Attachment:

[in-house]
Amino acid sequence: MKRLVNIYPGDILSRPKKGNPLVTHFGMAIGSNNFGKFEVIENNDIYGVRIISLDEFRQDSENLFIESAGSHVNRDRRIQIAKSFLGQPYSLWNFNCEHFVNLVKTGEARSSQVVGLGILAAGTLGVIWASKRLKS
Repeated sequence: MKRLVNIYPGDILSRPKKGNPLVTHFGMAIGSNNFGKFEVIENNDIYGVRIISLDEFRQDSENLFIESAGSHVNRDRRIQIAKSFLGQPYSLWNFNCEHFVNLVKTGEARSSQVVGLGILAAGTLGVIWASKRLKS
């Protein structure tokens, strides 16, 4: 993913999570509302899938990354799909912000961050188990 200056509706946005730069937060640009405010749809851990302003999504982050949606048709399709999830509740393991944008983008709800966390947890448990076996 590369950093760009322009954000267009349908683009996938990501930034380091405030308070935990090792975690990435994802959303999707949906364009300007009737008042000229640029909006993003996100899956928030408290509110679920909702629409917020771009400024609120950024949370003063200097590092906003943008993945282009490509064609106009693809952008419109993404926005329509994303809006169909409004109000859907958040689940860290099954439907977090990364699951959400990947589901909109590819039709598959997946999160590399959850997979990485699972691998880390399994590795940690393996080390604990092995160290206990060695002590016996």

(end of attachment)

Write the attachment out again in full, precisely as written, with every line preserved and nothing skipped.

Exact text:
[in-house]
Amino acid sequence: MKRLVNIYPGDILSRPKKGNPLVTHFGMAIGSNNFGKFEVIENNDIYGVRIISLDEFRQDSENLFIESAGSHVNRDRRIQIAKSFLGQPYSLWNFNCEHFVNLVKTGEARSSQVVGLGILAAGTLGVIWASKRLKS
Repeated sequence: MKRLVNIYPGDILSRPKKGNPLVTHFGMAIGSNNFGKFEVIENNDIYGVRIISLDEFRQDSENLFIESAGSHVNRDRRIQIAKSFLGQPYSLWNFNCEHFVNLVKTGEARSSQVVGLGILAAGTLGVIWASKRLKS
């Protein structure tokens, strides 16, 4: 993913999570509302899938990354799909912000961050188990 200056509706946005730069937060640009405010749809851990302003999504982050949606048709399709999830509740393991944008983008709800966390947890448990076996 590369950093760009322009954000267009349908683009996938990501930034380091405030308070935990090792975690990435994802959303999707949906364009300007009737008042000229640029909006993003996100899956928030408290509110679920909702629409917020771009400024609120950024949370003063200097590092906003943008993945282009490509064609106009693809952008419109993404926005329509994303809006169909409004109000859907958040689940860290099954439907977090990364699951959400990947589901909109590819039709598959997946999160590399959850997979990485699972691998880390399994590795940690393996080390604990092995160290206990060695002590016996």